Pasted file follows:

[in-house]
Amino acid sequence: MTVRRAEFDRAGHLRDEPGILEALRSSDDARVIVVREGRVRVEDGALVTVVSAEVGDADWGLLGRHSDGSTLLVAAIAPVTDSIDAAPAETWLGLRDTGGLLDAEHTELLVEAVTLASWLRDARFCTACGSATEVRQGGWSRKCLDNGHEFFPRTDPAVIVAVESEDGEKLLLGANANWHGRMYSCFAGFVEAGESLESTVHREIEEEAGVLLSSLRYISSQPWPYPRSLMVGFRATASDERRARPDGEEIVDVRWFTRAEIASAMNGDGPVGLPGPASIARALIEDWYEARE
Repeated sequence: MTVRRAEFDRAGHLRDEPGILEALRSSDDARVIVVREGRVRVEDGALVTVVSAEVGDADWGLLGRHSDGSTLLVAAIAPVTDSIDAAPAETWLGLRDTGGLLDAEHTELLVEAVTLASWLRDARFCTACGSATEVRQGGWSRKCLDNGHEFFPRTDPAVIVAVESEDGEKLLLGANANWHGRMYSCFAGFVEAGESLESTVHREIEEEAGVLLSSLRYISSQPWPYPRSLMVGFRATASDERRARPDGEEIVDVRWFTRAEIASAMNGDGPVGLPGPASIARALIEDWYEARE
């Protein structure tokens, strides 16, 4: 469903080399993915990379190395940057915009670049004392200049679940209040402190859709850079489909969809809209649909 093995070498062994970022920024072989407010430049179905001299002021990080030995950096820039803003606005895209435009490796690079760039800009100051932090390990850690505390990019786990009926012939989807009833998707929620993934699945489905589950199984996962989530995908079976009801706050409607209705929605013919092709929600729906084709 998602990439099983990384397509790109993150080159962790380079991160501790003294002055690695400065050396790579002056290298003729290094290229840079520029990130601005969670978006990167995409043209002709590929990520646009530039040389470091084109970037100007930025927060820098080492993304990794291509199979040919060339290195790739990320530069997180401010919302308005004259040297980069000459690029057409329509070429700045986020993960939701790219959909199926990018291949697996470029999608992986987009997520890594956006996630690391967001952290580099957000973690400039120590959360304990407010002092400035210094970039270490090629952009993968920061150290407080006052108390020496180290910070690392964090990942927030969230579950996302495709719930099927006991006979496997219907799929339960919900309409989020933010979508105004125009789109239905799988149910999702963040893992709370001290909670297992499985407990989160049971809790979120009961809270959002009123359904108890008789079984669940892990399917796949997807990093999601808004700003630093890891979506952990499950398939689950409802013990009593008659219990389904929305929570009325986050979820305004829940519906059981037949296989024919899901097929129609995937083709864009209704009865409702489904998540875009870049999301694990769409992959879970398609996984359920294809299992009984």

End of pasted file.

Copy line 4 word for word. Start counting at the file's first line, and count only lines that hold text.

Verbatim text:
């Protein structure tokens, strides 16, 4: 469903080399993915990379190395940057915009670049004392200049679940209040402190859709850079489909969809809209649909 093995070498062994970022920024072989407010430049179905001299002021990080030995950096820039803003606005895209435009490796690079760039800009100051932090390990850690505390990019786990009926012939989807009833998707929620993934699945489905589950199984996962989530995908079976009801706050409607209705929605013919092709929600729906084709 998602990439099983990384397509790109993150080159962790380079991160501790003294002055690695400065050396790579002056290298003729290094290229840079520029990130601005969670978006990167995409043209002709590929990520646009530039040389470091084109970037100007930025927060820098080492993304990794291509199979040919060339290195790739990320530069997180401010919302308005004259040297980069000459690029057409329509070429700045986020993960939701790219959909199926990018291949697996470029999608992986987009997520890594956006996630690391967001952290580099957000973690400039120590959360304990407010002092400035210094970039270490090629952009993968920061150290407080006052108390020496180290910070690392964090990942927030969230579950996302495709719930099927006991006979496997219907799929339960919900309409989020933010979508105004125009789109239905799988149910999702963040893992709370001290909670297992499985407990989160049971809790979120009961809270959002009123359904108890008789079984669940892990399917796949997807990093999601808004700003630093890891979506952990499950398939689950409802013990009593008659219990389904929305929570009325986050979820305004829940519906059981037949296989024919899901097929129609995937083709864009209704009865409702489904998540875009870049999301694990769409992959879970398609996984359920294809299992009984």